book reports


Mona Siddiqui

I wasn't surprised that I loved this book, but I read books similar to this one all the time and what's surprising is that I haven't gotten sick of them yet. This one is a little more academic than most of the others I've read. Siddiqui gets deep into issues about the nature of scripture and the nature of prophecy, and what these reveal to us about the nature of God, and how all of this influences our understanding of things like law and grace and justice. She is in constant conversation with my boys Walter Brueggemann and Jurgen Moltman, as well as Muslim scholars I'm tentatively familiar with like al-Ghazali and Muhammad Iqbal, and she pointed me towards many other thinkers and writers and poets whose work I hope to someday have time for.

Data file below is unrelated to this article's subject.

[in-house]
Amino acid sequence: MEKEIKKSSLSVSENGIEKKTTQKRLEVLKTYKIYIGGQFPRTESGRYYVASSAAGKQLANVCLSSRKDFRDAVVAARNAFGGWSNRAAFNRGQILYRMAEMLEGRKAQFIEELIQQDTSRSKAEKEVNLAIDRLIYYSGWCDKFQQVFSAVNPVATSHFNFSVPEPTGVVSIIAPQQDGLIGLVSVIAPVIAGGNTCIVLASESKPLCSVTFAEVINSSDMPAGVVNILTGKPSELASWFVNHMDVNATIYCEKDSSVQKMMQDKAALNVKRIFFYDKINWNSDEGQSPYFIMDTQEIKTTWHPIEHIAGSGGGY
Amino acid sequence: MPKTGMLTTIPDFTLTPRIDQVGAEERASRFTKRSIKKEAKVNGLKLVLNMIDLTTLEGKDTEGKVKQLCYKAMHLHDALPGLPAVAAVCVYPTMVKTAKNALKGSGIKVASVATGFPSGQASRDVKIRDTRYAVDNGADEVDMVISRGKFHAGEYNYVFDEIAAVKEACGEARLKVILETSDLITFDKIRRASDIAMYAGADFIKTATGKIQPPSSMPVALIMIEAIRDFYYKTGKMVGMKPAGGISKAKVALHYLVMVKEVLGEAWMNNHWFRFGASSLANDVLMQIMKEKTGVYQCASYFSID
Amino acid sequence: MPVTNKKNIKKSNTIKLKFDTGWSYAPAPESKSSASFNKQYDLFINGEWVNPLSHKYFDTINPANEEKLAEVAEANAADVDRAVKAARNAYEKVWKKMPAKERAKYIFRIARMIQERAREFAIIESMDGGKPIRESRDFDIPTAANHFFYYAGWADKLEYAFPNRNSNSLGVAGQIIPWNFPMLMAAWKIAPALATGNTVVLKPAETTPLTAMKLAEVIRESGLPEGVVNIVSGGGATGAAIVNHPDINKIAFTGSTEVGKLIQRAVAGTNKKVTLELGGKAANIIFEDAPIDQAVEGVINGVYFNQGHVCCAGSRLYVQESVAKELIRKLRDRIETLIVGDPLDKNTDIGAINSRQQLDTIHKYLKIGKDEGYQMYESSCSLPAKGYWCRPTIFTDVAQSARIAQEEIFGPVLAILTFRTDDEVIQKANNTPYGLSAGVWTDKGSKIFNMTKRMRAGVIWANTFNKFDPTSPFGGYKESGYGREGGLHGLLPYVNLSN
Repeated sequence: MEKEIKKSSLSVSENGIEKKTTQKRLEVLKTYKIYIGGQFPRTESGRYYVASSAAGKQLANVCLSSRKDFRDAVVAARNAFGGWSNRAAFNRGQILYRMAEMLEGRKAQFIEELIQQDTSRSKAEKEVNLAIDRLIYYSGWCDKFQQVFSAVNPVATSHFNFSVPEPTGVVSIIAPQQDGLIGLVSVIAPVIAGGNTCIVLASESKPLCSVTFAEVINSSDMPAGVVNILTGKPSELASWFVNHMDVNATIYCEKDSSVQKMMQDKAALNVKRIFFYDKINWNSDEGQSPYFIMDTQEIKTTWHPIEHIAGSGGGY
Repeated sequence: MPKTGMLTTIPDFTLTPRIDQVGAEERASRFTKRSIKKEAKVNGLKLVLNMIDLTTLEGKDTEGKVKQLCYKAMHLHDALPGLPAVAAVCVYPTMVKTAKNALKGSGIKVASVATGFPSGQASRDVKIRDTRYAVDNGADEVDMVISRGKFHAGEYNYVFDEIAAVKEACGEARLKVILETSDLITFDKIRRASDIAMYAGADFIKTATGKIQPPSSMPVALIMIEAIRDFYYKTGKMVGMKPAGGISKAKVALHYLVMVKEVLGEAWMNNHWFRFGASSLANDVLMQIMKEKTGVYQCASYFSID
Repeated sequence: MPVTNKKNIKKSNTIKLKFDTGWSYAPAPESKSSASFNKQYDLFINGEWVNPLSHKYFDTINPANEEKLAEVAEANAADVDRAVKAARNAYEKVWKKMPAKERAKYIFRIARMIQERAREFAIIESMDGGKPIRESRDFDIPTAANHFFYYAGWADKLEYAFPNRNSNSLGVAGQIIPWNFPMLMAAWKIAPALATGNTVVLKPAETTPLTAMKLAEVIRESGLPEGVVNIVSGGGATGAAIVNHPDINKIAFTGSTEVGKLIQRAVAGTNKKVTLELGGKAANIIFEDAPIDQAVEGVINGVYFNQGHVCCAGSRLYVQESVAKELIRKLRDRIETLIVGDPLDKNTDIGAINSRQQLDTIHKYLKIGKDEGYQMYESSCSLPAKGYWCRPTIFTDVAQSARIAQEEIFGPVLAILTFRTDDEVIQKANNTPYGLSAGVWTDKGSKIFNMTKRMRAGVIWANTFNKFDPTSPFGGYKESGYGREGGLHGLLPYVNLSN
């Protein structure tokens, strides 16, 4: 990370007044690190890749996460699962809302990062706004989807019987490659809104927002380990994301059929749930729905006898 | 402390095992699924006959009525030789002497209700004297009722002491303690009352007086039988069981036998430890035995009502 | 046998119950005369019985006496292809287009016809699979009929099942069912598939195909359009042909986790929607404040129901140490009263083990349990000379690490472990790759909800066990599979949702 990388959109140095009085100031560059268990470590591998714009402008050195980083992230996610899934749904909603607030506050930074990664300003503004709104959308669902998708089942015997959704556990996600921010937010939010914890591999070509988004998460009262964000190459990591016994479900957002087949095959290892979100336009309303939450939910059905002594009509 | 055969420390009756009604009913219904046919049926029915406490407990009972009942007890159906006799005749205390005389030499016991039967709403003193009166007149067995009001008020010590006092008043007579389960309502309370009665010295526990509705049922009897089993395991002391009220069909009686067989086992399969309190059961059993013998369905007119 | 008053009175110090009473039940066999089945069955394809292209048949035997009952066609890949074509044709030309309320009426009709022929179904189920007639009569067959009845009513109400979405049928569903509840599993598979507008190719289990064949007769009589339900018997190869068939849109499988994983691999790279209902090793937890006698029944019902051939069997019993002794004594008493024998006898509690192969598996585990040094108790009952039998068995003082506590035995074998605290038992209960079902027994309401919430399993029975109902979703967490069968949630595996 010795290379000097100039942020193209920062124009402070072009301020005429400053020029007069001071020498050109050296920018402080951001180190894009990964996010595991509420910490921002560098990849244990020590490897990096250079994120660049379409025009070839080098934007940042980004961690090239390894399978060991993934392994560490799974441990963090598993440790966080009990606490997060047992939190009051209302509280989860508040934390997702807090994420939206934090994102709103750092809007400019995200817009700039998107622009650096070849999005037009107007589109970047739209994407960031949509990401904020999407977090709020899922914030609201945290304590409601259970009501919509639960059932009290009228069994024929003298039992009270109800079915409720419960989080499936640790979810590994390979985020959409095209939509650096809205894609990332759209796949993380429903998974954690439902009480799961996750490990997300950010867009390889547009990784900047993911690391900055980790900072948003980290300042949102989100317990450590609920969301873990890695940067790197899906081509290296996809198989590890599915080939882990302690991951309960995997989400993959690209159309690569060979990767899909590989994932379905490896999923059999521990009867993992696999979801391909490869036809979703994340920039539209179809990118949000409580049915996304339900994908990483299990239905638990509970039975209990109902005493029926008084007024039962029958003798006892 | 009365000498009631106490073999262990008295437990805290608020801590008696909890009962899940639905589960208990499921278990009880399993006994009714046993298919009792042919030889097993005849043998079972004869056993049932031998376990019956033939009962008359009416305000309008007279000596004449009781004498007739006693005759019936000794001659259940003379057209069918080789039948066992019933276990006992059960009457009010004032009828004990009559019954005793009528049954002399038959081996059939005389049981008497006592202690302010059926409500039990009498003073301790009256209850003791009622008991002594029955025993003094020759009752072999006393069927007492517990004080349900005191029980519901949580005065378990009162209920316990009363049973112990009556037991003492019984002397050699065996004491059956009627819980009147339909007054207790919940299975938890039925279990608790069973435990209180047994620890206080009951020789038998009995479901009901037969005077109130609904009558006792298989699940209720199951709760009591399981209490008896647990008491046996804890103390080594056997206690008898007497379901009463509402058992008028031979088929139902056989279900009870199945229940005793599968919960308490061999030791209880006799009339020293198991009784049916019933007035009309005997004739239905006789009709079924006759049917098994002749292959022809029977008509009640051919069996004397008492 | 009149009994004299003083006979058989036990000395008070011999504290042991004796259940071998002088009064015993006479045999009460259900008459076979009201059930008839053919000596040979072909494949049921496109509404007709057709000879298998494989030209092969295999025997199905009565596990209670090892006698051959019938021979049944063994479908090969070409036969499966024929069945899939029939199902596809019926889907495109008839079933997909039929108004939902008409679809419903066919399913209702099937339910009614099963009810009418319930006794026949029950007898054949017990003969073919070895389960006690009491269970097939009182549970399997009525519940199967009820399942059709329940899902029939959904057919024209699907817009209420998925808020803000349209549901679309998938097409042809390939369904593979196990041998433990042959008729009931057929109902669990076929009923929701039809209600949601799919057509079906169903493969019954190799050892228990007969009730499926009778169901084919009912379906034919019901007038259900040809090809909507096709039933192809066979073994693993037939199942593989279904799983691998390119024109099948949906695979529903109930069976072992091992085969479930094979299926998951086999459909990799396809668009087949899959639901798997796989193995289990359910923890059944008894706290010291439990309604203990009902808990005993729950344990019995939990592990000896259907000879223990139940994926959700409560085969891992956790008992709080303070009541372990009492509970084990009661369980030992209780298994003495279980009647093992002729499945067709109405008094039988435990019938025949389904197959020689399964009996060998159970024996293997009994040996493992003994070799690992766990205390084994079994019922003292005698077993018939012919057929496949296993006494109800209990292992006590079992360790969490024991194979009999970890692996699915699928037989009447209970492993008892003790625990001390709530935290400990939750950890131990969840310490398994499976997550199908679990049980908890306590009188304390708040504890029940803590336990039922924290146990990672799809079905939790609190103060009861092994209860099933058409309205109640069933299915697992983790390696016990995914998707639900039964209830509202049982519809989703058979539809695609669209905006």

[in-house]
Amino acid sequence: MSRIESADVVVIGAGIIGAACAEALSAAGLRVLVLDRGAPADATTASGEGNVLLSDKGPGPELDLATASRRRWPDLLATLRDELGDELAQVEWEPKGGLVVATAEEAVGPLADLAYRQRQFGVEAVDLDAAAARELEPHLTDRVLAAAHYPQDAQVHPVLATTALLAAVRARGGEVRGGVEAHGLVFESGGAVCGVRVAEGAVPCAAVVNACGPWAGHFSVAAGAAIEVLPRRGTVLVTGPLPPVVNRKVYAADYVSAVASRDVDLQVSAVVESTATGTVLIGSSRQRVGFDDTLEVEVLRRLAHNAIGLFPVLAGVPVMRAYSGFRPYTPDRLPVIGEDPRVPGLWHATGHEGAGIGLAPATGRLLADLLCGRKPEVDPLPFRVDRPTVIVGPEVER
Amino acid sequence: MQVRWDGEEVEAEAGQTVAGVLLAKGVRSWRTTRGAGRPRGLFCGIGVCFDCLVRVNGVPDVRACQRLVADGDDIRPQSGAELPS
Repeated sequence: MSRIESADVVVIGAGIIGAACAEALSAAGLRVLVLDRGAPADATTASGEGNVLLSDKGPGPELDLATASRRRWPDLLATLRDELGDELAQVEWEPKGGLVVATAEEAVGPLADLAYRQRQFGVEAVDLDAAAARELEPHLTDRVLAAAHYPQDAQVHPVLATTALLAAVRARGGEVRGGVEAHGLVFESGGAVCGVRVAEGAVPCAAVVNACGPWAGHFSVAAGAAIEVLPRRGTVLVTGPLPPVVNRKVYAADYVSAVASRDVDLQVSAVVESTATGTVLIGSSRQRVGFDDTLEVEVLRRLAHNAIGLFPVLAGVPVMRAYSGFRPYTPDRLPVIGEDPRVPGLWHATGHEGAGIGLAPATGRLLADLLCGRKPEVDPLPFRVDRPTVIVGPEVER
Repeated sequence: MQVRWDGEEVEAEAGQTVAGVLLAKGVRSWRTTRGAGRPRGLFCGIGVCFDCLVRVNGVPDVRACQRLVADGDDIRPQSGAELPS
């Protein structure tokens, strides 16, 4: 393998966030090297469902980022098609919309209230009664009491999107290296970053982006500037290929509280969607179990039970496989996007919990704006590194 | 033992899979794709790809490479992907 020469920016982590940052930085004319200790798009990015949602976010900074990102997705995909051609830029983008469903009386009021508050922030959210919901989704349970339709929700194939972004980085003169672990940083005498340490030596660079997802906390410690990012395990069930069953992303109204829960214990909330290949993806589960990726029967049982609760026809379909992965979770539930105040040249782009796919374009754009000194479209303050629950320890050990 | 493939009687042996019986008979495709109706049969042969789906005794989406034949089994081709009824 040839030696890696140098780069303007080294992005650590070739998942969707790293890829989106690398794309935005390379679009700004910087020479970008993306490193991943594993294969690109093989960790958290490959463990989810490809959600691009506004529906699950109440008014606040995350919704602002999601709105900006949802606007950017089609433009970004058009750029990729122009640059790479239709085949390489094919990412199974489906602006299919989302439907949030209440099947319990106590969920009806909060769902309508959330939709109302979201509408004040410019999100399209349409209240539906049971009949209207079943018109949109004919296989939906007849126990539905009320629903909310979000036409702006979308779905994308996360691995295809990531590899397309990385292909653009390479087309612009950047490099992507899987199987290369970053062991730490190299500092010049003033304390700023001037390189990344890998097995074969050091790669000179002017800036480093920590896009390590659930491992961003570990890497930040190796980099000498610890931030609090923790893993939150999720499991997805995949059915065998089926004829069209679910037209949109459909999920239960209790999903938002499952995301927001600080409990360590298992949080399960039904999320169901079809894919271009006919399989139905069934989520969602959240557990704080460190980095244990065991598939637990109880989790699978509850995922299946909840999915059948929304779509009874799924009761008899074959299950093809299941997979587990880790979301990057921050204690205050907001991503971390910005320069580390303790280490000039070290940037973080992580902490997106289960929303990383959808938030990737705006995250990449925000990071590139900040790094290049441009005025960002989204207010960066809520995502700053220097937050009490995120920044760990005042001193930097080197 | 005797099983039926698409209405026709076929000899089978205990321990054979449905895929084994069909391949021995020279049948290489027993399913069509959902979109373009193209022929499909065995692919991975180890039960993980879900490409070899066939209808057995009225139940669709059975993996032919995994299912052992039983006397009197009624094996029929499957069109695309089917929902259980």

Almost all of the chapters were challenging and informative and enlightening, but the conclusion, a personal and thoughtful reflection on the cross, was what I related to the most:

"I have been engaged in Christian-Muslim dialogue for many years as an ethical and intellectual imperative which has directed me to explore and understand my own Muslim faith from various perspectives. It is true that the word dialogue is laden with all kinds of contested meanings, but I use the word in a very personal capacity; for me dialogue is learning. Christian theology and its perspectives on Islamic thought have been invaluable to this journey. In my conversations with Christian colleagues, in my reading of Christian theology, I have been fortunate enough to listen and I have learnt in greater depth how to talk of God."

"God is God and no amount of poetical or philosophical language can exhaust any definition of him."



other books I read this month:
THE TWILIGHT CHILDREN - Gilbert Hernandez & Darwyn Cooke